Sherlock Holmes Theatre

By Jim Davidson
Posted 10/30/2022



Basil Rathbone was not the first or only actor to play Sir Arthur Conan Doyle’s famous detective Sherlock Holmes, but to many fans of the 1940s, ‘50s, and ‘60s, he was the quintessential one.  As explained by Holmes afficionado Stephanie Bell, “Basil Rathbone closely matches Conan Doyle’s physical and emotional descriptions of Sherlock Holmes—dark, cerebral, analytical, brusque, and relentless…[his] regal features, resonant voice and elegant bearing made him perfectly suited to playing [the character].”

Along with his co-star Nigel Bruce (as Dr. Watson), Rathbone made two Holmes films for Twentieth Century-Fox in 1939, followed by an additional twelve for Universal (1942 to 1946).  Further cementing their association with the characters, Rathbone and Bruce also starred in a Sherlock Holmes radio series during the same period.  In fact, the association was so strong that Rathbone came to resent his typecasting.  He had, after all, been nominated for two Academy Awards in other roles and won a Tony Award.  But Rathbone’s Holmes films remained popular for years after their initial release.

Fast-forward to 1965, when independent station WGN-TV, channel 9 in Chicago, acquired the rights to air the 12 Universal films.  That in itself was unremarkable, considering that stations all over the country had been running the same Universal package for years.  WGN chose to group them into a weekly series called “Sherlock Holmes Theatre.”  Even that wasn’t unusual, as other stations had used the title before.  But what made this program singular (as Holmes would say) was that the Chicago station had managed to engage the services of Basil Rathbone himself to provide introductions, bridges, and closing remarks.

Since 12 episodes weren’t enough to fill out a season, WGN reached into its library, pulled out 12 of the Charlie Chan movies it already owned the rights to, and added them to the mix.  Of roughly the same vintage and genre, the Chans fit in well with the Holmes films.  That made a total of 24 episodes which, combined with a few pre-emptions and reruns, gave them almost seven months of material.

By 1965, Rathbone had aged, felt underappreciated, and was no longer receiving the prestigious roles he believed he deserved.  But in August of that year he flew into Chicago, and over the weekend of the 21st and 22nd, videotaped his “wraparounds” for Sherlock Holmes Theatre.  The segments were written for him by Michael Murphy, a longtime member of The Hounds of Baskerville, “Chicago’s original, senior, and most singular Sherlockian society.”  Columnist and author Vincent Starrett, a founder of the Hounds and mentor to Murphy, attended the taping and recalled the scene: “He wore one of those suits you would recognize from his films, the double-breasted pin stripe with wide lapels; it was like 1939 again when he walked into the set; and then 1895.  Outside the studio it was raining.  But in the dry warmth of the set Basil converted a casual commentary into a theatrical event.  He was happy to be performing, and even happier when the fan mail on that series told him he was remembered and revered.”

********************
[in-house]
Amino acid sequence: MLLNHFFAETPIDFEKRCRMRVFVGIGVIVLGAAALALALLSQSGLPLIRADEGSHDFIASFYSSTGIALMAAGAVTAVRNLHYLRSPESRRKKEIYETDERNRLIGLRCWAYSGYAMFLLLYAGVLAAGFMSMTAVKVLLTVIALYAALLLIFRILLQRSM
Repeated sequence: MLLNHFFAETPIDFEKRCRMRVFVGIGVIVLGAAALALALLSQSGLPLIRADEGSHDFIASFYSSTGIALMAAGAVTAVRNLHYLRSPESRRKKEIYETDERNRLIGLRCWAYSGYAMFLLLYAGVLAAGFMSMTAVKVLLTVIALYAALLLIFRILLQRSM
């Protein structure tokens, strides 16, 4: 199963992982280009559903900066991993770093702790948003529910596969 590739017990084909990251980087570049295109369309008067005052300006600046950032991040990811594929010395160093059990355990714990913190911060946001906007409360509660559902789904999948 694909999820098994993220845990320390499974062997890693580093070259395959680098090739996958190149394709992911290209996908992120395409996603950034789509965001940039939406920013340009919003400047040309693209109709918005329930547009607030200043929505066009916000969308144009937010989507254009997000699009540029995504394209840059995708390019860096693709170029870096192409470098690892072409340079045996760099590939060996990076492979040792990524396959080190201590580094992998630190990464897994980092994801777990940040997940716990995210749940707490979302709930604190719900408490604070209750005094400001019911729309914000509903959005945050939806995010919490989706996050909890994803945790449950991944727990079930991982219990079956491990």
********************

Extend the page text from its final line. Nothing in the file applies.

Sherlock Holmes Theatre premiered on Monday, September 13, 1965 from 8:00 to 9:30 pm and continued in the same time slot until April 4, 1966.  In the fall of 1967, a couple of months after Rathbone’s death on July 21, WGN brought the show back, rerunning several episodes of the series on Saturday nights when there were no sports games.  (One episode in this latter run, The Adventures of Sherlock Holmes, was a Twentieth Century-Fox film not originally part of the Sherlock Holmes Theatre.)  TV listings for subsequent years and decades show a Sherlock Holmes Theatre running on stations all across the country.  But while those shows featured the same Rathbone movies, they lacked the actor’s unique WGN intros.


It's not believed that any of the Rathbone segments exist anymore.  It was common at the time for TV stations to erase and reuse their videotapes, due to the cost of the tapes and of storing them.  But many lucky Chicagoans (myself included) who got the chance to see Basil Rathbone host Sherlock Holmes Theatre remember the show fondly, even today.

“Rathbone sat in front of a fireplace and introduced kids like me to 12 of his Sherlock Holmes films and 12 of the Charlie Chan films,” recalls Ralph Schiller. “I was in mystery heaven.”

Don Mankowski notes, “I lived in Chicago then, and I remember that series, though I don't recall watching it all that often.  I do remember Rathbone saying, ‘Next week, our old friend Charlie Chan...’”

“I watched all those Sherlock Holmes (not so much Charlie Chan) movies back in the day, when I was a lad,” writes Lawrence Nepodahl. The music they used...was the title music from 1965's The Ipcress Files. The show started with a close-up of a fire on the hearth, then panned back to reveal Basil Rathbone standing beside it…Being so young, I never associated that man with the same man in the movies, because he wore black rimmed glasses and was now old.  Then one time, he took off his glasses and read, what I recall, was a poem.  I remember turning to my parents and saying, ‘Hey, that's the same guy playing Sherlock Holmes!’”